The effects of calcitonin are mediated by the calcitonin receptor, which belongs to family B of the G protein-coupled receptor superfamily (Sexton et al., 1999). It acts directly on osteoclast calcitonin receptors to inhibit bone resorption. When calcitonin binds to its receptor, it causes a change in the cytoskeleton of the osteoclast that is followed by inhibition of osteoclast motility and subsequent bone resorption (Komarova et al., 2003). The response of osteoclasts to calcitonin has been attributed to distinct signalling pathways. For example, the activation of adenylate cyclase upon binding leads to a rise in intracellular levels of cAMP. It is these cAMP-dependent mechanisms that mediate the initial loss of motility in osteoclasts (Komarova et al., 2003). Since bone resorption requires motile processes, the inhibition of osteoclast motility by calcitonin may play an important role in its ability to inhibit bone resorption by osteoclasts. Another example is the coupling of the calcitonin receptor to the PLC pathway. The activation of this pathway causes the release of Ca2+ from intracellular stores which results in a rise in extracellular calcium leading to an increase in deposition of calcium in the bone which is of benefit in preventing the compression fractures resulting from osteoporotic thinning (Pondel, 2000).
Furthermore, calcitonin also inhibits osteoclast secretion, especially that of tartrate-resistant acid phosphatise (TRAP) and Na+/K+-ATPase. It also alters the localisation of carbonic anhydrase and thus acid secretion in osteoclasts (Bilezikian et al., 2002). The release of TRAP at sites of osteoclast attachment to bone, that is, the extracellular bone resorption compartment, may be an important mechanism contributing to mineral and matrix dissolution. This relationship between TRAP and bone resorption has been supported by Yumita et al., 1991, whose study on isolated rat osteoclasts showed that calcitonin inhibited the release of TRAP and thus also bone resorption. The numerous effects that calcitonin has and the fact that it opposes the action of PTH, which can at times be to increase bone resorption, means that it could be an even more effective treatment in preventing excessive loss of BMD than ones that focus on PTH and its related causes. To establish this effect, further research is required to fully elucidate the actions and mechanisms by which calcitonin reduces bone resorption, in particular the most important pathways that are inhibited which result in the greatest decrease in resorption, so that treatments can be developed which target these.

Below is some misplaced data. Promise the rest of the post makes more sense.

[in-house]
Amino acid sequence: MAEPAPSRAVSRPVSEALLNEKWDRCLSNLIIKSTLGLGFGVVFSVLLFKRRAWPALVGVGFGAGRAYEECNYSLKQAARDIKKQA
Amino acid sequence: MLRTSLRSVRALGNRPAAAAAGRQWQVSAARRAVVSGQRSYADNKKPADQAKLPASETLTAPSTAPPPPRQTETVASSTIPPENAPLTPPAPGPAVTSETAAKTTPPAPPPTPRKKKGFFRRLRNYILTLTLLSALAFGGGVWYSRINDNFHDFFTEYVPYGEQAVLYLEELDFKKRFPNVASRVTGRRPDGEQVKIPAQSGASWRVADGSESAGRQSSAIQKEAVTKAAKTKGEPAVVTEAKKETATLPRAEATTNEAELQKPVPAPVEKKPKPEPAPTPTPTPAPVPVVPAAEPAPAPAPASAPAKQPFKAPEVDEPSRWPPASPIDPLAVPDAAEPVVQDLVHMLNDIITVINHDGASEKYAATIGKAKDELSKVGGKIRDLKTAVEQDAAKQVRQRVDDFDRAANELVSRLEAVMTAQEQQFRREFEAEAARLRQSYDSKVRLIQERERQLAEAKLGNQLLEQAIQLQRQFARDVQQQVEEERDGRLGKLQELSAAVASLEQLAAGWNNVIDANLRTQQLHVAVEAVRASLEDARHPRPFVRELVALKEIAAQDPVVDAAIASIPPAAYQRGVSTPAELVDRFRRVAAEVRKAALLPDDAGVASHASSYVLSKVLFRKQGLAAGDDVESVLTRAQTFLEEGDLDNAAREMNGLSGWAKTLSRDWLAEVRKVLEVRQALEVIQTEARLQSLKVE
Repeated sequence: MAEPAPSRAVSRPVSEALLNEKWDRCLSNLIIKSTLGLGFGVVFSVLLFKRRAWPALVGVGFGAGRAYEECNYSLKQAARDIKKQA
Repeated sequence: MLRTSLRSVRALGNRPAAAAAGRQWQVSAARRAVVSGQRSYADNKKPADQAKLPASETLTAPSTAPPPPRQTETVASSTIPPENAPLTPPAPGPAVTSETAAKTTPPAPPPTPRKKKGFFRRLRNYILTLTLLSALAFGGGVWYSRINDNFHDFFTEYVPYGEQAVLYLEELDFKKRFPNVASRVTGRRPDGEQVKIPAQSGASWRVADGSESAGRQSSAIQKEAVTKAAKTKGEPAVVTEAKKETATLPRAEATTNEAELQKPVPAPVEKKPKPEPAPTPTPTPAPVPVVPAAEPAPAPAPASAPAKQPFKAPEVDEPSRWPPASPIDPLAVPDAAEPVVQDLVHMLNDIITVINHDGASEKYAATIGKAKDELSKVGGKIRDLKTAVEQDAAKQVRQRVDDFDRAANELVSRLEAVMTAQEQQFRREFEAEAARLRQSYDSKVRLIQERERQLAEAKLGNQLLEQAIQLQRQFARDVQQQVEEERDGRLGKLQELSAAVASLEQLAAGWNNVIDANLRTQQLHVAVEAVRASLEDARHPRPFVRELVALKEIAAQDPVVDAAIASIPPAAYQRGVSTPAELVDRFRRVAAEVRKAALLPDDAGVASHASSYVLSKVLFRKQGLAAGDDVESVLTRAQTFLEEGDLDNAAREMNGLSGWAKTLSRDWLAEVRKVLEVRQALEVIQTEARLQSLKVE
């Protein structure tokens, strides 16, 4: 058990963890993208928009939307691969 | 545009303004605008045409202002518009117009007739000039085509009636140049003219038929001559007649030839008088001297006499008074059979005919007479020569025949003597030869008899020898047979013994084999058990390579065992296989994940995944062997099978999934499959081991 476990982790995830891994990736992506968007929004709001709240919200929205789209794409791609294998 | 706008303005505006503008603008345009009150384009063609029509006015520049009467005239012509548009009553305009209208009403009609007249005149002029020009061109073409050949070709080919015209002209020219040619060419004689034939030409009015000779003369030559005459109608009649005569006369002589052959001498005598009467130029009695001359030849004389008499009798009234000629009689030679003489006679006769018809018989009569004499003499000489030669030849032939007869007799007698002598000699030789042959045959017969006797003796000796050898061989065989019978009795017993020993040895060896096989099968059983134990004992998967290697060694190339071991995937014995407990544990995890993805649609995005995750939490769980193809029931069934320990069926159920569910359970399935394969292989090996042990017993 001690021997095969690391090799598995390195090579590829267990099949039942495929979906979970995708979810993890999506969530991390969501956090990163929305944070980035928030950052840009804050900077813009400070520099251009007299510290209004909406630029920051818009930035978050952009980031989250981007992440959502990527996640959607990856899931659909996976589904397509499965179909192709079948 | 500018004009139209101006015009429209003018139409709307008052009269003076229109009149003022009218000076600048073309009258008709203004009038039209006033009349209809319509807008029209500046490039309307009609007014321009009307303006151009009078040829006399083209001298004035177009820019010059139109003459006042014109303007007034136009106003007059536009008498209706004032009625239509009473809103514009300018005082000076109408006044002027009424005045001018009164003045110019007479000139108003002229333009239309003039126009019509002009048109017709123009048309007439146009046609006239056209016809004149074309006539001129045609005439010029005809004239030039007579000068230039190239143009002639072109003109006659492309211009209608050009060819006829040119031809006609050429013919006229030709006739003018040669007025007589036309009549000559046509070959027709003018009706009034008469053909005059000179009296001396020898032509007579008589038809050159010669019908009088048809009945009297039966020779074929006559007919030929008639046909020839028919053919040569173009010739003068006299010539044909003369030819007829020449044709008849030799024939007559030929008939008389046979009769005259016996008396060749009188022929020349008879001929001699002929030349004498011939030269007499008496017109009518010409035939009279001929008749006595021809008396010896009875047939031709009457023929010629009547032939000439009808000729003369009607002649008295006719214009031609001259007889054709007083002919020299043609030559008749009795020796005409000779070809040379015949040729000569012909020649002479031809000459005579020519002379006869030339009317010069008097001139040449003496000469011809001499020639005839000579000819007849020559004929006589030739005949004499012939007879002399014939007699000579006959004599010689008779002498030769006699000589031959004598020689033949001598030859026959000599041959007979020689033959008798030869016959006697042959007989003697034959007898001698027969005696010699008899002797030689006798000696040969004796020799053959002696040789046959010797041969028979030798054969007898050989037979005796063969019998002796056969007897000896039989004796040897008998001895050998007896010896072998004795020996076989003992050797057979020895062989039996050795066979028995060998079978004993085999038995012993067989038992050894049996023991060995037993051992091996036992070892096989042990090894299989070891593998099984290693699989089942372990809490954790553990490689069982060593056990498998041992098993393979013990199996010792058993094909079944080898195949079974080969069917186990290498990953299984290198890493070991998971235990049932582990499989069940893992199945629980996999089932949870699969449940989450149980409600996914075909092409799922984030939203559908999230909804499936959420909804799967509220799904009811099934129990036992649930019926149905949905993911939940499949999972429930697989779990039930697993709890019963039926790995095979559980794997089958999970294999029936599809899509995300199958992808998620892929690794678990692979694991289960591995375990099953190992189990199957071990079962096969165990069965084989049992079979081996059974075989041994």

3.0 The Function of RANKL/RANK/OPG in Bone Modelling
The discovery of the OPG/RANK-L/RANK system, which began with a seminal paper published in 1997 by Simonet et al., is one of the outstanding events in bone biology (Khosla, 2001). It has been shown that RANKL/RANK signalling regulates osteoclast formation, activation and survival in normal bone modelling and remodelling and in a variety of pathologic conditions that are characterised by increased bone turnover. OPG protects bone from excessive resorption by binding to RANKL, thus acting as an inhibitor, preventing it from binding to RANK. Therefore, the relative concentration of RANKL and OPG in bone is a major determinant of bone mass and strength (Boyce and Xing, 2008).
RANKL is a 317-amino acid polypeptide with a cytoplasmic N-terminal domain, a transmembrane domain and an extracellular C-terminal domain (Pérez-Sayáns et al., 2010). RANKL expression is primarily induced by osteoblastic stromal cells, which leads to osteoclast formation and activity. However, it is also expressed in lymph nodes, thymus and mammary glands, lungs and at low levels in a variety of other tissues, including the spleen and bone marrow (Boyce and Xing, 2008). RANKL exists as a cell surface molecule and binding to its cognate receptor RANK on the surface of osteoclast precursors is essential for generating new osteoclasts (Romas, 2009). In addition, binding of it to RANK on mature osteoclasts promotes their adherence to bone and suppresses osteoclast apoptosis, therefore prolonging bone resorption (Romas, 2009).
Human RANK is a 616-amino acid peptide, with a 28-amino acid signal peptide, an N-terminal extracellular domain, a short transmembrane domain of 21 amino acids, and a large C-terminal cytoplasmic domain (Khosla, 2001). It is expressed primarily on cells of the macrophage/monocytic lineage, including preosteoclastic cells, T and B cells, dendritic cells, and fibroblasts (Khosla, 2001).